KPBS AIRDATE: FEBRUARY 9, 2001
Man and machine. Two perspectives on a relationship gone awry. At North Coast Repertory Theatre, there’s “Defying Gravity,” a history/memory/fantasy about the Challenger Shuttle disaster. Downtown at the ReinCarnation Project, in what’s being called the Dairy-Aire Performance Space, there’s “Wireless City,” a futuristic, cyber-techno-carnival. Both pieces share a theme and a fatal flaw — there really isn’t a hint of subtlety in sight. Both have the best of intentions, even making psycho-political points. But in both cases, the message is buried under a pretty big heap of detritus.
“Wireless City” is the worse offender. Presumably intentionally, it is loud, repetitive and assaultive. After entering through a walkway whimsically lined with computer monitors, the audience stands or walks around the high-ceilinged warehouse space, while characters do and don’t interact with you, do and don’t scream out techno messages, and generally rage against the machine.
Wireless City, the program spells out for us, is a marketing scheme that sells people on a vision of tomorrow in which technology offers complete freedom: “connectivity without connection.” As we all know, that future is now. But here in Wireless City, everyone is hooked up to the Engine of Desire, a sexy woman crucified above us, strapped and wired, warning of and then executing the various divine downloads and upgrades: from Eros to Resurrection to Ascension, all on the way to The Great Convergence.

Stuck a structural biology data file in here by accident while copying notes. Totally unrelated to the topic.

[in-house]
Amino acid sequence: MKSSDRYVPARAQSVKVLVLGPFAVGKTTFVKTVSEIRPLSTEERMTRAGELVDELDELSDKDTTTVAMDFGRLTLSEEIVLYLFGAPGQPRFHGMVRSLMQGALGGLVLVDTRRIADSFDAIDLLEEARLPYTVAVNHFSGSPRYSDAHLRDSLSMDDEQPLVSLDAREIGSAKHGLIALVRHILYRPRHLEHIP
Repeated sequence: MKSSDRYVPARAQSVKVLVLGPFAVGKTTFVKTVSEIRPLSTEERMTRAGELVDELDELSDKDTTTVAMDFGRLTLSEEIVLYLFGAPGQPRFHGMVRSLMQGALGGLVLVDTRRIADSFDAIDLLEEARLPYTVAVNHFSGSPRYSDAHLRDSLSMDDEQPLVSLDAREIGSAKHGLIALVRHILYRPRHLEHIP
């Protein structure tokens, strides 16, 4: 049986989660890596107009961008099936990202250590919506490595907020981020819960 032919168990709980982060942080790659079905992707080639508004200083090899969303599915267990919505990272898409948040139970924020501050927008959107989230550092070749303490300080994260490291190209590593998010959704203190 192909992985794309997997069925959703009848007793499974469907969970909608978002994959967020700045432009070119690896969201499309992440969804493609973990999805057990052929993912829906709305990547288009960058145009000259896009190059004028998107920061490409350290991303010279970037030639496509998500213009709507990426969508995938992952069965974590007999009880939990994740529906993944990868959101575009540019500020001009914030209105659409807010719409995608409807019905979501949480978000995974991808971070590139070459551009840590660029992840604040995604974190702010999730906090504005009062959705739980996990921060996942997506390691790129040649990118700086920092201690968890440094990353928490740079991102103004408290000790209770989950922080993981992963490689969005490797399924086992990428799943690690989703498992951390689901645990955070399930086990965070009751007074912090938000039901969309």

It is all less interactive than advertised, less groundbreaking than promised. And much longer than necessary. In this collaborative effort by Palomar College students, produced by Eveoke Dance Theatre, there are some very haunting images… Noelle, for instance, that Engine of Desire, Tori Kurzwell, the artificial woman, and Charlene Penner, the beautiful Butoh dancer, who makes her searing, silent way in and out of an Apple Computer box. With all its cutting-edge look, it still has a retro feel… and a timeworn message. But maybe those 20-somethings, who haven’t heard it before, really need to hear it now.
A fine reminder of techno-hubris and human error is the Challenger disaster. Playwright Jane Anderson goes after it with a vengeance, using gravity as her starting point, and giving us gravitas instead, offering a variety of 2-dimensional characters, each with a stock in the Cape Canaveral launch of 1986. Most of them are fairly well motivated, from the young girl who watches her teacher/mother go up — and blow up — in outer space, to the jaded ground crew member, to the retirees who drive their Winnebago cross country to watch the historical event. But no matter how hard she tries, Anderson can’t get Claude Monet to make a bit of sense here, weaving through the piece as he does, spewing lovely, lyrical lines.
The cast of seven gamely does their best, making multi-dimensional characters where there often aren’t any, and holding this choppy, episodic piece together as best they can, under the confident, creative hand of director Cynthia Stokes. In this case, as in “Wireless City,” the play is not the thing… But if it makes you think, then art and technology have linked up in inner space.
©2001 Patté Productions Inc.